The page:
This Is Your Moment As A Human



Ramsés Morales Izquierdo, Traces from Charlottesville, August 14, 2017.



Ramsés Morales Izquierdo with his wife, Brigitte Mauchle
exemplifying how he initiates a cartoon
Every day brings the need for new cartoons and so Ramsés Morales Izquierdo had only just returned home from Copenhagen, when the cartoon above was made.

Steve Bannon looking back at the trails leading from him, unable to see the connection and as such his figure is the epitome of Ramsés' pen.

When in town Ramsés Morales Izquierdo gave a lecture to his colleagues in which he defined himself as a writer. As a cartoonist he is a writer of his ideas, transforming them into an image, he stated. A highly interesting point, which he developed further well into the evening, this time exemplifying his work process on paper.



The core notion is responsibility, instilled in Ramsés from his grandfather. The very grandfather, who gave him pen and paper with the exclamation mark: "Begin now!" when the small boy expressed his dream to be published in The New Yorker when he grew up. To a child dream and passion are one, as Ramsés says, recalling his reaction to his grandfather's words: "It was like gasoline".

His grandfather implanted in him a system of belief on how you are as a human, being in the moment that is given to you and answering the tough question before you - and you do it, you need to, without seeking to slip away.

Earlier in the day Ramsés had laid out the history of Cuba. Not just the past decade or two, but the length of Cuban history, stressing the grand personal responsibility of dealing with and to understand when living within a wall away from the rest of the world.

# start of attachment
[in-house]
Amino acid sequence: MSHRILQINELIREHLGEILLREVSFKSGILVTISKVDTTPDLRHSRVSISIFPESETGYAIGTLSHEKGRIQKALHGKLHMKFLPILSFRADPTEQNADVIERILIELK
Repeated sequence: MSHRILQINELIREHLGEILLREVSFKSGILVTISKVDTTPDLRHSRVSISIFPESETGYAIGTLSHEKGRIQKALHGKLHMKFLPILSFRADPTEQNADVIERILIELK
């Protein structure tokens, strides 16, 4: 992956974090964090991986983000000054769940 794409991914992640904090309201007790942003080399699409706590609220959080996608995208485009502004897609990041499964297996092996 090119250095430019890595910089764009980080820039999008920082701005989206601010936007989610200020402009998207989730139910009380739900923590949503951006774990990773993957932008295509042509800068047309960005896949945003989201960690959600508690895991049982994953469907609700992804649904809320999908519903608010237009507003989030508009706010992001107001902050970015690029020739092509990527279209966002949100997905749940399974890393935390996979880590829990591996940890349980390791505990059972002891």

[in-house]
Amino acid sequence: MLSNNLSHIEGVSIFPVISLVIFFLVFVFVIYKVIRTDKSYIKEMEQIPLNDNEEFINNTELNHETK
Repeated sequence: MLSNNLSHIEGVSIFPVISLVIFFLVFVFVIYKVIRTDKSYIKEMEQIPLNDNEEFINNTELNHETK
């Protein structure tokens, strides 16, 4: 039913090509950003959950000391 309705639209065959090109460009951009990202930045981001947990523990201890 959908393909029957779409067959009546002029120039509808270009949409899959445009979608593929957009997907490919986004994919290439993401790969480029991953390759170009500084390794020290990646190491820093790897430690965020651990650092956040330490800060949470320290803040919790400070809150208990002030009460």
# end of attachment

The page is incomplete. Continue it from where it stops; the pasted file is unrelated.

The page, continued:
He is now living and working in Switzerland, which means a new concept of life as he puts it, except it makes of course no difference to his grandfather's dictum. Every day is begun with a meditation on what he is doing, seeing himself, visualizing his studio to create focus, listening in. He draws for two-three hours forcing him not to leave his desk except from looking up something. 

He is not allowed to do anything else until his grandfather's answer is found on paper. 

Ramsés demonstrated doing circles over and over again, while his brain is at work, testing the pencil. As he says, materials were lacking in Cuba and the need to invent is part and parcel with his working process. What he demonstrated that evening at the table, was a circling movement, which began adding in some sharp edges, distilling itself into a human head. 

Before us we have the key to his compositions. His cartoons features the person responsible, exposed to us in his or her utter lack of answering responsibly. Ramsés' grandfather's dictum has gained another layer by his grandson confronting the very one with the power to make a difference and who more often than not refuses to give an answer. Such as Steve Bannon above or the Saudi state below representing the human rights in the UN.

We see the betrayal. In steep contrast to the cartoonist, who will underline his assessment on subjects he ought not draw. Such as the troubled Venezuela right now. There is no need to give the US an excuse for military intervention.


Ramsés Morales Izquierdo, Saudi Arabia... Guardian of women's human rights...
April 25, 2017.



The cartoons shown are courtesy of Ramsés Morales Izquierdo and must not be reproduced without his permission.


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